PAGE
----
HHsearch alignment for GI: 254780414 and conserved domain: TIGR01382

>TIGR01382 PfpI intracellular protease, PfpI family; InterPro: IPR006286 Peptidases are grouped into clans and families. Clans are groups of families for which there is evidence of common ancestry. Each clan is identified with two letters, the first representing the catalytic type of the families included in the clan (with the letter 'P' being used for a clan containing families of more than one of the catalytic types serine, threonine and cysteine). Some families cannot yet be assigned to clans, and when a formal assignment is required, such a family is described as belonging to clan A-, C-, M-, S-, T- or U-, according to the catalytic type. Some clans are divided into subclans because there is evidence of a very ancient divergence within the clan, for example MA(E), the gluzincins, and MA(M), the metzincins. Families are grouped by their catalytic type, the first character representing the catalytic type: A, aspartic; C, cysteine; G, glutamic acid; M, metallo; S, serine; T, threonine; and U, unknown. The serine, threonine and cysteine peptidases utilise the amino acid as a nucleophile and form an acyl intermediate - these peptidases can also readily act as transferases. In the case of aspartic, glutamic and metallopeptidases, the nucleophile is an activated water molecule. Cysteine peptidases have characteristic molecular topologies, which can be seen not only in their three-dimensional structures, but commonly also in the two-dimensional structures. These are peptidases in which the nucleophile is the sulphydryl group of a cysteine residue. Cysteine proteases are divided into clans (proteins which are evolutionary related), and further sub-divided into families, on the basis of the architecture of their catalytic dyad or triad . This group of cysteine peptidases belong to MEROPS peptidase family C56 (Pfp1 endopeptidase, clan PC(C)). The member of this family from Pyrococcus horikoshii has been solved to 2 Angstrom resolution. It is an ATP-independent intracellular protease that crystallises as a hexameric ring. Cys-101 is proposed as the active site residue in a catalytic triad with the adjacent His-102 and a Glu residue from an adjacent monomer. A member of this family from Bacillus subtilis, GSP18, has been shown to be expressed in response to several forms of stress. A role in the degradation of small peptides has been suggested. This family is contained in a larger one of the thiamine biosynthesis protein ThiJ and its homologs.; GO: 0016798 hydrolase activity acting on glycosyl bonds.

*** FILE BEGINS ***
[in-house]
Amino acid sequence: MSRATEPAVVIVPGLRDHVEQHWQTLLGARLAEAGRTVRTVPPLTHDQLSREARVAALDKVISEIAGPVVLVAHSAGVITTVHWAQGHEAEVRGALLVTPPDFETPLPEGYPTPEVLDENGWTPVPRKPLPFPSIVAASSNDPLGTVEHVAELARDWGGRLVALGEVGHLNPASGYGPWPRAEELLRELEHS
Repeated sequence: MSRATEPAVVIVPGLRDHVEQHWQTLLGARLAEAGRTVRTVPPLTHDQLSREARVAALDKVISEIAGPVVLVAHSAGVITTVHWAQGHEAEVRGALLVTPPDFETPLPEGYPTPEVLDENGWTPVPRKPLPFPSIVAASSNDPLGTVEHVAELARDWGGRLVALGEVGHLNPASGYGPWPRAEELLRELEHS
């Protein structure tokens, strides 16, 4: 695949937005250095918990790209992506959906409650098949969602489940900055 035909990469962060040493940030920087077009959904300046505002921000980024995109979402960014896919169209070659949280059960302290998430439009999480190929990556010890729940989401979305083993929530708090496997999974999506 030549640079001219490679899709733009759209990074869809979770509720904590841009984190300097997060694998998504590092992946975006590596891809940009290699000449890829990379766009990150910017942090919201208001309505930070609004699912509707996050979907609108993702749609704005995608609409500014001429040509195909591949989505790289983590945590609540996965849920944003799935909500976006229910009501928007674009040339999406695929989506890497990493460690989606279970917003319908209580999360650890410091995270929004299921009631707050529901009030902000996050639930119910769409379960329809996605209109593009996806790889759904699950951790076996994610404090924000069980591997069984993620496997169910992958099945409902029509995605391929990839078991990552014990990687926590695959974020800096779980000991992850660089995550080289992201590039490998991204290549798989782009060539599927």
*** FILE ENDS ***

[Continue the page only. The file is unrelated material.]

Probab=96.96  E-value=0.00012  Score=53.51  Aligned_cols=83  Identities=20%  Similarity=0.352  Sum_probs=57.1

Q ss_conf             999889705788998888659406985289898899723997999985388999----9999753768980899889977
Q Consensus        11 lIlDfGSQytqLIaRriRelgVyseI~P~~~~~e~i~~~~p~GIILSGGP~SV~----d~~ap~~~~~I~~~~iPILGIC   86 (520)
T Consensus        45 aihdfeGdqty~-----~~~g~---~v~vd~~~~~v~~~~YDal~ipGG~a~~e~LR~d~~~~~lvR~f~e~gK~vaaIC  116 (189)
T ss_conf             101156763213-----47881---6887441214785256478971773560001487689999999841788199984

Q ss_pred             HHHHHHHHHCCCEEEECC
Q ss_conf             899998997096999869
Q gi|254780414|r   87 YGQQIMCQSLGGKTKNSQ  104 (520)
Q Consensus        87 yG~QlLa~~~GG~V~~~~  104 (520)
T Consensus       117 hgp~lLi~A---~VlrGk  131 (189)
T TIGR01382       117 HGPQLLISA---GVLRGK  131 (189)
T ss_pred             CCCEEEEEC---CEECCC
T ss_conf             530000025---510375